Value added

Tax complexity offers opportunities to explore potential tax savings and address corporate tax compliance risks. Having sources, time and skills in place to implement the planning is often one of the largest hurdles tax department face.

Some of the areas include:

  • Structuring: legal structure can significantly affect an entities tax exposure.

  • Transactional planning: the structuring of business transactions can have a variety of transactions and alignment with strategic planning require adequately skilled and experienced resources to support transaction planning

  • Credits and incentives: many countries offer tax credits and other incentives for activities. They should be taken into account for tax planning.

Data management and analysis

This provides increased transparency into an organisation’s data and provides the management with critical business planning data. These tools can also reduce the amount of time the tax department spends collecting and manipulating source data for tax accounting and reporting purposes and allows for more time spent on critical analysis and high level reviews.

There are numerous tools available that enable analysis of data from disperate sources, linking various data sets for a more complete picture and reconciling data for greater accuracy.

  • A tax IT roadmap for the future. These systems can be integrated to drive a very smooth reporting process.

  • Leveraging data analytics. Data analytics is a means of supplying decisions makers with relevant data so that they can make more informed decisions.

  • A practical approach to tax data analytics. The last few years there is an increase in organised data as well as a shift in focus toward analysing information to improve performance. The tax function mind-set is changing from ‘doing’ to ‘knowing’.

  • Data collection leading practices. Understanding data requirements is the foundation for designing solutions that produce the information needed for tax calculations.

5.3 Transformation

Transformation means making fundamental changes in how business is conducted in order to help cope with a shift in market environment by making employees more productive, processes more efficient while less costly, and the business as a whole more competitive.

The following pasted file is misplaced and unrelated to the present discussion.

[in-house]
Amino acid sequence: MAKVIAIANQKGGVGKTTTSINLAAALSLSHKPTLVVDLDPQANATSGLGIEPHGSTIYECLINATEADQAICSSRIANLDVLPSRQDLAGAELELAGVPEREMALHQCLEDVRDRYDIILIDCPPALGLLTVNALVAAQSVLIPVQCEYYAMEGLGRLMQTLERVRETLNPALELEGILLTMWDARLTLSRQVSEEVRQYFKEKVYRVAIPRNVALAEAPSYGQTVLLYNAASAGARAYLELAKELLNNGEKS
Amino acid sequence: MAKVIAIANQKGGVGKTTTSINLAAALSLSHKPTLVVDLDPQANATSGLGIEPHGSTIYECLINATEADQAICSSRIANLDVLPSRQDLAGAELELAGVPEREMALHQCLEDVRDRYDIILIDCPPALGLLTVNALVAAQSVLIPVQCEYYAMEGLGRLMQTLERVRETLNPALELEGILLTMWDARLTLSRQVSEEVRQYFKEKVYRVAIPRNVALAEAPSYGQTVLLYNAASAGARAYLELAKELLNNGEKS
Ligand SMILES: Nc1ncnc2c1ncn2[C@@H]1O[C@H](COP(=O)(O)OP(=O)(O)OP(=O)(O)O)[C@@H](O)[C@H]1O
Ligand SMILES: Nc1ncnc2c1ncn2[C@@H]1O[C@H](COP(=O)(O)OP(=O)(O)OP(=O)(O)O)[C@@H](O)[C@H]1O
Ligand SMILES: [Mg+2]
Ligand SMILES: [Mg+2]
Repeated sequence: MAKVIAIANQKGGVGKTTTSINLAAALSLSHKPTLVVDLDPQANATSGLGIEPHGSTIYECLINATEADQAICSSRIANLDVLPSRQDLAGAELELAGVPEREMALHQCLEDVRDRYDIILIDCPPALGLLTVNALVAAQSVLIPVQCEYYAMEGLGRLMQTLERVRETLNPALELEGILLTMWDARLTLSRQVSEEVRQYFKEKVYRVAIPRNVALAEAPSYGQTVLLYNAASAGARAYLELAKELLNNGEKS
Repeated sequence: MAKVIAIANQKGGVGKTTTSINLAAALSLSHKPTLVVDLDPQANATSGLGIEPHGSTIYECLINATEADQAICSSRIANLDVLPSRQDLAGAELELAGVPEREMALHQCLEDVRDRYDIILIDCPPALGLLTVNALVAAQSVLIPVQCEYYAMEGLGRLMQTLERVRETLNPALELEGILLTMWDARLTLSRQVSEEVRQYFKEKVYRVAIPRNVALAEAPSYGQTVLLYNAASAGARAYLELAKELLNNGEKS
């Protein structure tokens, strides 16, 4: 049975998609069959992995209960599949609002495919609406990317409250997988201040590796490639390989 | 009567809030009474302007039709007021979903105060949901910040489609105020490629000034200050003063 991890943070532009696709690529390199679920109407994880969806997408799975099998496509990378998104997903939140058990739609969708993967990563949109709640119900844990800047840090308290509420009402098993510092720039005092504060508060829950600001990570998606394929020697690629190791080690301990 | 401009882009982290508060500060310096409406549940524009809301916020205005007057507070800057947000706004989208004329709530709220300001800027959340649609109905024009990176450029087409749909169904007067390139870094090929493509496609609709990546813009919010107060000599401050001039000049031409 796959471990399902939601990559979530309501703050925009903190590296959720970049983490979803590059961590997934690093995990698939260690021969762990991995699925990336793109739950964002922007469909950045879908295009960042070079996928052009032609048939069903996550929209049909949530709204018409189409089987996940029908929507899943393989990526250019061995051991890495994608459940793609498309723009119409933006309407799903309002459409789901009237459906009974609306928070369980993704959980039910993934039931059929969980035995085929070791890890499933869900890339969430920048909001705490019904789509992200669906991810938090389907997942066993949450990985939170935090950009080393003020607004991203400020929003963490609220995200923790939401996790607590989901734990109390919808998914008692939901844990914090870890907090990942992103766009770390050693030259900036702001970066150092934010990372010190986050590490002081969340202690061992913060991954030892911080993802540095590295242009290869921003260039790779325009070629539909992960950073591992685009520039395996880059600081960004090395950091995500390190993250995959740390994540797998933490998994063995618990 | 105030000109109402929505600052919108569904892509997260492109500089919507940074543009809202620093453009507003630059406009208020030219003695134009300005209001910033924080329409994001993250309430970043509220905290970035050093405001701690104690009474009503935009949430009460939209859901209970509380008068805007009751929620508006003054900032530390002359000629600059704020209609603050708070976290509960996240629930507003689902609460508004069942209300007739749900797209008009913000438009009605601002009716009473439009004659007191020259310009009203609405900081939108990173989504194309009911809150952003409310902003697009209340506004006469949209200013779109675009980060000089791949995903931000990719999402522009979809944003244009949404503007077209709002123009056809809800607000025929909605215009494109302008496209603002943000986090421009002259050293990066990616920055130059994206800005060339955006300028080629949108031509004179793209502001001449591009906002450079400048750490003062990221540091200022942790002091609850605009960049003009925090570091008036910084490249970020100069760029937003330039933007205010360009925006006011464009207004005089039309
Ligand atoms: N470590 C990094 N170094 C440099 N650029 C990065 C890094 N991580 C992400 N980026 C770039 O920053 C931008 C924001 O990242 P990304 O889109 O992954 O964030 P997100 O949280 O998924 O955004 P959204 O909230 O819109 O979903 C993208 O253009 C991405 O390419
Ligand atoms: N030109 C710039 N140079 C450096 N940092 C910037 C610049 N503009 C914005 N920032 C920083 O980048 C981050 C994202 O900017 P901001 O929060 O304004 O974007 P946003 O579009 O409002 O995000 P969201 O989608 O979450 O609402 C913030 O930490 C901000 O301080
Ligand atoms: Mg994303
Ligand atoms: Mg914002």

• Transformation for tax executives.

  • With a clear view of how the tax function’s role can evolve and expand, and the commitment of the CFO and tax executives something big can happen. The tax function can enhance operational efficiency at a global level and contribute to decision-making across the business. Compared to other corporate departments the tax function has been slow to adopt technology and process management. According to the tax department model there are four models:

    • Static

    • Reactive

    • Pro-active

    • Progressive.

To move from left to right departments should develop as solid foundation based on people and organisation, processes and policy, technology and systems, and data and information.

  • Critical success factors for tax transformation from static to progressive. The desired outcome of transformation is a high-performing tax department.

    • Joint ownership

    • Clear goals

    • Be pragmatic

    • Visioning

    • Embed change management

    • Data

    • Run project as steady state

  • Tax function assessment framework. The strengthen of enablers determines the amount of time available for tax staff to focus on important matters which utilise their skills rather than monitoring deadlines. People get it done by leveraging workload and enablers.

  • Planning

    • Align tax department and business objectives

    • Envision the future-state tax department

    • Create a roadmap

  • Execution

    • Enhance and streamline tax processes

    • Evaluate enabling tools and technologies

    • Design new organisational models

  • Communication

    • Measure results

    • Support the change  

Data and information

  • Blueprinting. Improving and accelerating data collection. Blueprinting maps out a strategy for improved data collection which gathers tax department requirements, finds and brings together common data attributes, and accelerates data collection. It produces a list of detailed data requirements and describes how each tax data requirement will be enabled or designed into a technology or process solution.